I don’t know if prudent- buyer behavior accounts for the alleged investment “gap” or “energy paradox” (p. 315) in the semi-truck category, but the agencies should have at least mentioned one other obvious “hypothesis”: the opportunity cost of EPA’s emission control mandates.

Back in the year 2000, EPA adopted tough new emission control standards for HD vehicles.  EPA’s Regulatory Impact Analysis (RIA) estimated that the industry’s 11 major diesel manufacturers would have to make substantial commitments of time, money, and personnel to comply with the new standards:

We have therefore estimated that each of the 11 major diesel engine manufacturers will invest approximately $7 million per year on research and development over a period of five years to adapt their engine technology to the advanced emission control technologies described here. Seven million dollars represents the approximate cost for a team of more than 21 engineers and 28 technicians to carry out advanced engine research, including the cost for engine test cell time and prototype system fabrication. [RIA, Chapter V: Economic Impacts, p. V-20]

“In total,” EPA’s RIA continues, “we have estimated that the engine manufacturers will spend approximately $385 million on R&D.” Three hundred and eighty-five million dollars. Presumably, that could crowd out significant R&D on fuel saving technology. Every year for five years, an estimated 21 engineers and 28 technicians at each of 11 major diesel manufacturers would be working on emission control technology. They would likely work less (or not at all) on fuel-saving technology.

The RIA also estimated that, in the “near term” (MY 2007), the average semi would incur fixed, variable, and operating costs of $280, $2,946, $3,785, respectively (p. V-7). So in the near term, owners would have about $7,000 a year less per vehicle to spend on fuel saving technology. For perspective, EPA and NHTSA estimate that their proposed GHG/fuel economy standards will increase the cost of a “combination tractor” by $5,896 in MY 2014 (p. 7-3). Presumably, some truckers who spent $7000-plus for mandated emission control technologies did not have $5,896 to spend for new fuel saving technology.
Finally, EPA’s year 2000 RIA says that the diesel particulate filter will “negatively impact fuel economy by approximately one percent” but that this will be “more than offset through optimization of the engine-PM trap-NOx adsorber system” (p. V-32). Whether this forecast turned out to be accurate or not, I do not know. 
What does seem clear is that EPA’s own rules may be responsible for the alleged “paradox” that the freight goods industry is not making cost-effective investments in fuel-saving technology.

Request for Information

Unfortunately, the latest information I have found on the industry-wide R&D costs and per-vehicle costs of EPA’s HD vehicle emission standards, and whether the associated technologies enhance or reduce HD vehicle fuel economy, is EPA’s year 2000 RIA, which offers projections rather than a retrospective, real-world, assessment. I would be grateful to anyone who can point me to later information.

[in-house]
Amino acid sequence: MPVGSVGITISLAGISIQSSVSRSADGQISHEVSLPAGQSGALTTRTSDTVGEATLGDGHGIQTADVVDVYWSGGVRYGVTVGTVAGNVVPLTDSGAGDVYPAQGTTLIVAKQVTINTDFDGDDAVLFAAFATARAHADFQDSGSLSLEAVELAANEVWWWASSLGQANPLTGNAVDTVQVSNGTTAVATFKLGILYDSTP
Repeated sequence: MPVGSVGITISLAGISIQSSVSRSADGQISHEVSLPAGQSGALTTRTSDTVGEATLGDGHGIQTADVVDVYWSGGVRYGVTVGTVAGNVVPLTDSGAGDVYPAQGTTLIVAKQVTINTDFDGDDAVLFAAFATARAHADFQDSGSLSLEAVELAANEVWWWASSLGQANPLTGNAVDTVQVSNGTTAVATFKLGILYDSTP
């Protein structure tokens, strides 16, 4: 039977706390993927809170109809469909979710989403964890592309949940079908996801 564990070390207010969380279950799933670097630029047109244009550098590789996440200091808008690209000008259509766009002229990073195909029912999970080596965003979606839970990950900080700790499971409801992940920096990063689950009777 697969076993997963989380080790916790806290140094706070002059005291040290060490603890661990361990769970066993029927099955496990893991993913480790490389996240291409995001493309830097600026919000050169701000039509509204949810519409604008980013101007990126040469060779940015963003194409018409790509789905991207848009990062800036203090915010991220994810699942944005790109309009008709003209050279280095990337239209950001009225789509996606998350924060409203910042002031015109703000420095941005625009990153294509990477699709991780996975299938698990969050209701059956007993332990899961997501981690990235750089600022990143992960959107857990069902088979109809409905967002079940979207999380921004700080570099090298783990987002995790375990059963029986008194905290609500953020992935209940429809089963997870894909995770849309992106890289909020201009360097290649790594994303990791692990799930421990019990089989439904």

In the News

Green Jobs Hucksterism and the G-20
Chris Horner, AmSpecBlog, 12 November 2010

A Bad Week for Alarmists
Anthony Watts, WattsUpWithThat, 12 November 2010

How the EPA Could Destroy 7.3 Million Jobs
William F. Shugart, Washington Examiner, 12 November 2010

GE Buys Volts; Taxpayers Pick up the Tab
Henry Payne, Planet Gore, 12 November 2010

Global Warming Is Good for Rainforests
Lewis Page, The Register, 12 November 2010

Global Warming, Global Taxes
Thomas P. Kilgannon, American Spectator, 12 November 2010

EPA’s New Guidance: Does It Endanger Coal?
Marlo Lewis,, 11 November 2010

High Speed Train Wreck
Iain Murray & Marc Scribner, Lexington Herald Leader, 11 November 2010

Retire the Stealth Tax on Carbon
Vincent Carroll, Denver Post, 10 November 2010

California’s AB 32 Is Still on the Hot Seat
Tom Tanton,, 10 November 2010

Carbon Trading Grounds to a Halt in the U.S., 9 November 2010

How an Enviro Advocacy Group Propped up Global Warming in the Media
Russell Cook, Big Journalism, 2 November 2010

Energy and Climate Wars
Bryan Weynand, American Thinker, 2 October 2010

News You Can Use

Ben Lieberman

Voters Want to Save Planet from Attempts To Save Planet

It is worth noting that the two biggest environmental scares of recent memory-global warming and the BP oil spill-both failed to sway voters on November 2.  Quite the contrary, it was the ill-advised attempts to address them that sparked voter anger.  The Waxman-Markey bill worried the electorate more than global warming itself (and quite rightly so), and contributed to the loss of more than two dozen of its supporters in the House of Representatives.

Similarly, the BP oil spill had virtually no adverse impact on pro-drilling politicians. If anything, it was Obama’s overreaction to the spill in the form of the drilling moratorium that proved highly unpopular in Louisiana and other impacted States. The moratorium didn’t cost any Congressional seats there only because both Democrats and Republicans strongly denounced it.

Inside the Beltway

Myron Ebell

EPA Releases Vague Guidance on Greenhouse Gas Regs